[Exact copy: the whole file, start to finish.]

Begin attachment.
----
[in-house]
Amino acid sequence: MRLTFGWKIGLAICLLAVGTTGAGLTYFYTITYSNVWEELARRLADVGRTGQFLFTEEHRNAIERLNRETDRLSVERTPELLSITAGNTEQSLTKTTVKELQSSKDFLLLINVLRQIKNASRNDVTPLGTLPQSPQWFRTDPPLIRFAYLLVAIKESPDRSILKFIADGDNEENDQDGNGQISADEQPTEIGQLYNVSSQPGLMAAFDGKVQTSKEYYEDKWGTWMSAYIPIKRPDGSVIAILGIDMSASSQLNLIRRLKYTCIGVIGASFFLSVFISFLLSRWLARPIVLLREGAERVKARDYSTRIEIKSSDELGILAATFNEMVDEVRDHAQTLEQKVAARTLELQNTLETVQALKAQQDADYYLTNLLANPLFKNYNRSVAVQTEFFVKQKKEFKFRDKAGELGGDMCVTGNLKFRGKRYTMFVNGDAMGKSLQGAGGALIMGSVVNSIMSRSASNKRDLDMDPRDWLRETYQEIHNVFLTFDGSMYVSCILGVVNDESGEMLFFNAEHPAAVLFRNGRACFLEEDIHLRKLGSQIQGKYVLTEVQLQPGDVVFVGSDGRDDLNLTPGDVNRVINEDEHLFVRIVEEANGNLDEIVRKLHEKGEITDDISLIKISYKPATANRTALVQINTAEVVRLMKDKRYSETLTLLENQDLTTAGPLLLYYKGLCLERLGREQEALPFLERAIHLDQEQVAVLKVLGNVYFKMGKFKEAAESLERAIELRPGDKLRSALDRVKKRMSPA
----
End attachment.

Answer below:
[in-house]
Amino acid sequence: MRLTFGWKIGLAICLLAVGTTGAGLTYFYTITYSNVWEELARRLADVGRTGQFLFTEEHRNAIERLNRETDRLSVERTPELLSITAGNTEQSLTKTTVKELQSSKDFLLLINVLRQIKNASRNDVTPLGTLPQSPQWFRTDPPLIRFAYLLVAIKESPDRSILKFIADGDNEENDQDGNGQISADEQPTEIGQLYNVSSQPGLMAAFDGKVQTSKEYYEDKWGTWMSAYIPIKRPDGSVIAILGIDMSASSQLNLIRRLKYTCIGVIGASFFLSVFISFLLSRWLARPIVLLREGAERVKARDYSTRIEIKSSDELGILAATFNEMVDEVRDHAQTLEQKVAARTLELQNTLETVQALKAQQDADYYLTNLLANPLFKNYNRSVAVQTEFFVKQKKEFKFRDKAGELGGDMCVTGNLKFRGKRYTMFVNGDAMGKSLQGAGGALIMGSVVNSIMSRSASNKRDLDMDPRDWLRETYQEIHNVFLTFDGSMYVSCILGVVNDESGEMLFFNAEHPAAVLFRNGRACFLEEDIHLRKLGSQIQGKYVLTEVQLQPGDVVFVGSDGRDDLNLTPGDVNRVINEDEHLFVRIVEEANGNLDEIVRKLHEKGEITDDISLIKISYKPATANRTALVQINTAEVVRLMKDKRYSETLTLLENQDLTTAGPLLLYYKGLCLERLGREQEALPFLERAIHLDQEQVAVLKVLGNVYFKMGKFKEAAESLERAIELRPGDKLRSALDRVKKRMSPA